International Business and the Entry of China into the Global Economy
Edited by Robert Pearce
Chapter 1: China and the Multinationals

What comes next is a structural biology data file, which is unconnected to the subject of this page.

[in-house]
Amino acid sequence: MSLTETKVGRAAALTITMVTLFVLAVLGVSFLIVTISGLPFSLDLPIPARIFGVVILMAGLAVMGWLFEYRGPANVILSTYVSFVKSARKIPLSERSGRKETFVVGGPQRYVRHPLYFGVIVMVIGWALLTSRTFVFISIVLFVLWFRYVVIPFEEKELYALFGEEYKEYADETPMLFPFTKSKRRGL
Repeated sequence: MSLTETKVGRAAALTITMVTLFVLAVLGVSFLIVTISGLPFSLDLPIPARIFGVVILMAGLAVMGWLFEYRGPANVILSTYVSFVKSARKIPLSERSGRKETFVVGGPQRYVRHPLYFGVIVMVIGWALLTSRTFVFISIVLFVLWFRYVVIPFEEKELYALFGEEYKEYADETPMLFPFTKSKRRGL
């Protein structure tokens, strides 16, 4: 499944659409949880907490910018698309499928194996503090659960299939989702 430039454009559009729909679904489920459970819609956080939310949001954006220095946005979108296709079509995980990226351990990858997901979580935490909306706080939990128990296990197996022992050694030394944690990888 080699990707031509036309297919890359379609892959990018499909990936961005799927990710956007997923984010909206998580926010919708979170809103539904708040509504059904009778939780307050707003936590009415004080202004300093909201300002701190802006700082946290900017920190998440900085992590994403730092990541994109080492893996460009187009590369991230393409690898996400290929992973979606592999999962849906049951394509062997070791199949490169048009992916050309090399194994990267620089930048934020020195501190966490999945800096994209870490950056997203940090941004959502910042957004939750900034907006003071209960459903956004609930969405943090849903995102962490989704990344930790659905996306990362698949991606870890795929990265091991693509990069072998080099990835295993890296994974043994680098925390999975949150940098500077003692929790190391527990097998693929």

Robert Pearce The central theme of the chapters in this book is the understanding of multinational enterprises (MNEs) and their relationship with the economic development of China and the implications of its emergence into the global economy. That inward foreign direct investment (FDI) played, as the policy reforms after 1978 expected it to do, a major role in Chinese economic development and its repositioning in the international economy is well understood. Less systematically documented is precisely how, beyond the quantitative access to development-related resources, inward FDI supported Chinese growth and the extent to which it mediated China’s entry into the global economy. A vital emphasis of one strand of the investigation here is that such important issues can be best elucidated by understanding how their operations in China fitted into the wider global strategies and competitive agendas of mature and well-established MNEs. More recent and complementary phenomena and research agendas then concern the substantial and pervasive growth of Chinese outward FDI. Here again the main focus of the reported research is to address issues that perceive the emergence of Chinese FDI as manifest in the origins of a new breed of MNE. The ways in which such nascent Chinese MNEs resemble, or deviate from, the mature Western MNEs investing in China constitutes a topic of immense academic and practical concern. Two broad issues can underpin such investigation. Firstly, what is the purpose of FDI from China and the international expansion of Chinese enterprise? What are the aims and strategic motivations...
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